June 2020 Editorial: Are Pedestrian Streets and Half-Empty Offices the New Normal?
As communities across the United States and the world begin to reopen after pandemic lockdowns, planners and architects are looking ahead to how we can safely work and move about in cities in this uncertain period before a coronavirus vaccine becomes widely available.
One of the most intriguing responses, well under way, is the closing of miles and miles of streets to automobiles. With traffic all but gone, and clean skies soaring overhead, cities from Oakland, California, to Berlin have opened up vast swaths of roadways to pedestrians and cyclists only. There are immediate practical reasons: many city sidewalks tend to be too narrow for social distancing, and there’s been a demand for more public space, as parks become crowded and cooped-up residents need room to walk or jog.
But the longer-term benefits to the health of both humans and the planet are obvious too, as carbon emissions and dirty air have radically decreased with much of the world’s population housebound. In Paris, Mayor Anne Hidalgo, who has long campaigned against traffic congestion, declared that the City of Light would never return to heavy car use post-pandemic. “Pollution joined up with coronavirus is a particularly dangerous cocktail,” she said. Indeed, a Harvard study has suggested a link between long-term exposure to air pollutants and death from the virus (even as the U.S. government rolls back clean-air regulations).
One major unknown is how many people—particularly in America—will give up their cars in the near future to walk, bike, or use public transit, especially with fears of crowded subway cars and buses. And will most street closures become permanent, or will those roads reopen to vehicles?
And how many people, now working from home, will be commuting to work again? A number of architecture firms, such as Gensler, Perkins and Will, and HGA, are busy advising clients on adapting office space to the new normal, despite the stark reality that a multitude of white-collar workers will probably never return to their old desks full-time. Still, barriers between workstations and conference rooms arranged for just a few people—with the rest joining meetings remotely—are among the simpler social-distancing strategies that companies are putting in place now. Planners are also suggesting HVAC upgrades to reduce the risk of infection via air circulation. And offices should be adapted to accommodate some staff, some of the time, to keep a creative culture alive. Clients of SOM, for example, “have embraced collaborative or shared semi-public spaces,” says a firm director, Julia Murphy, allowing “different business segments to cross-pollinate. That won’t go away.”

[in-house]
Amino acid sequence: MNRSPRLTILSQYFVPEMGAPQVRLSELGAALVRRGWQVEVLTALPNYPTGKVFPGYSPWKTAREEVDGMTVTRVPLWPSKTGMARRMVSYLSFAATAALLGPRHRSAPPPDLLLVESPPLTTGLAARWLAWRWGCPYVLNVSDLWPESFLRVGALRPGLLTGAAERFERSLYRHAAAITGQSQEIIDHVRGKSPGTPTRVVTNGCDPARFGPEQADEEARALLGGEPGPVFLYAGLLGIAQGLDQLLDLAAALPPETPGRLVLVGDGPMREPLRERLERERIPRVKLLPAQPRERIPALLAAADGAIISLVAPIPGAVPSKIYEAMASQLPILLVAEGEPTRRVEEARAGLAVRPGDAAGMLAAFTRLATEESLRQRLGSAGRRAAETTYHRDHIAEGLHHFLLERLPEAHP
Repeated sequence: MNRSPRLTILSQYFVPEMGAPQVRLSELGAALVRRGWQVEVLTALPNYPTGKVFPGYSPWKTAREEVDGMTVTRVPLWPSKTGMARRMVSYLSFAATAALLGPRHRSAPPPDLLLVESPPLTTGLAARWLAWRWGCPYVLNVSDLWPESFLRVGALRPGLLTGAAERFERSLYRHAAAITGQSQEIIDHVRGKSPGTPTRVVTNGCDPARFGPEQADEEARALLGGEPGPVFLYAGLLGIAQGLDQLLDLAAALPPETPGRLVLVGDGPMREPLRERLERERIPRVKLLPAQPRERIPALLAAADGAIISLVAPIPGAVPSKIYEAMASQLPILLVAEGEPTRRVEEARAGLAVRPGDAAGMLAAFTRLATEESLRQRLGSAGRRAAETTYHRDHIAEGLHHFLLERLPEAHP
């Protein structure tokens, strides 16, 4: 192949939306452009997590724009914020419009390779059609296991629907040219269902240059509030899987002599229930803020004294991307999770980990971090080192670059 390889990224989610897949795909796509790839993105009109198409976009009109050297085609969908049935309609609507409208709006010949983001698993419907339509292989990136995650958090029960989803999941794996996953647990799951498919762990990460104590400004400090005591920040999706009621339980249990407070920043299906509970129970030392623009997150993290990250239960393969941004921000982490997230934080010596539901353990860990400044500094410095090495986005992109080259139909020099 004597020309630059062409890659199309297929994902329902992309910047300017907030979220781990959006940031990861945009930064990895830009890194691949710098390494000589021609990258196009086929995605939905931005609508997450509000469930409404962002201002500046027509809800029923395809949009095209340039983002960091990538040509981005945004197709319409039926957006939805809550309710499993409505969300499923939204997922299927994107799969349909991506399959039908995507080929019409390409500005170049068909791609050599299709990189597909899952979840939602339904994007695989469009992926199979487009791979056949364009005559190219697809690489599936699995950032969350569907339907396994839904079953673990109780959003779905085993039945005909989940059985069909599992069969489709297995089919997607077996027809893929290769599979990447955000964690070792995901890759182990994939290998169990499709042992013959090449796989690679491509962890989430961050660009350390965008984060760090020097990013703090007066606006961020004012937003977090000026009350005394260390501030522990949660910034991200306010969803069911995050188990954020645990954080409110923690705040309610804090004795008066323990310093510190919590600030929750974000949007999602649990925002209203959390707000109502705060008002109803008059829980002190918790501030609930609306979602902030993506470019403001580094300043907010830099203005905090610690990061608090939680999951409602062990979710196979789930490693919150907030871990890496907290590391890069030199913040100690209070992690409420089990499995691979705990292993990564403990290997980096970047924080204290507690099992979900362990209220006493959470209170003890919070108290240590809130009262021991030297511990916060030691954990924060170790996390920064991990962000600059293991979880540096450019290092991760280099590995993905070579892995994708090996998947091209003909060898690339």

Similarly, shops and restaurants are figuring out how to reopen to attract the confidence of customers. Last month, MASS Design Group released strategic guidelines for restaurants, proposing flexible spaces and table configurations as well as sanitation measures (it is one of a series of open-source documents on the firm’s website that address safety for different building types). As summer approaches, the expansion of outdoor dining—aided by all those urban street closures—could make more American neighborhoods look a little like Paris.
In this, our annual issue of record devoted to interiors, we are looking to the future with several well-crafted new projects, including two restaurants—one by Bates Masi + Architects in New York and another in Bentonville, Arkansas, by Marlon Blackwell Architects—that, by press time, remained closed or partly closed but are expected to reopen fully soon.
Especially sad, however, is the spectacular stage set, designed by Barkow Leibinger for Beethoven’s Fidelio installed in the empty Theater an der Wien: it ended up only as a production for television, filmed days before the opening—which never happened. (You can watch it on YouTube.)
One more nod to the future is the issue of record you are holding in your hands or reading online. That’s because we have a contemporary new look: a cleaner, more readable design undertaken by the magazine’s art director, Mike Powell, in close collaboration with the editors. We hope you enjoy it, whether you’re still sheltering in place, or beginning to venture out into the world once more.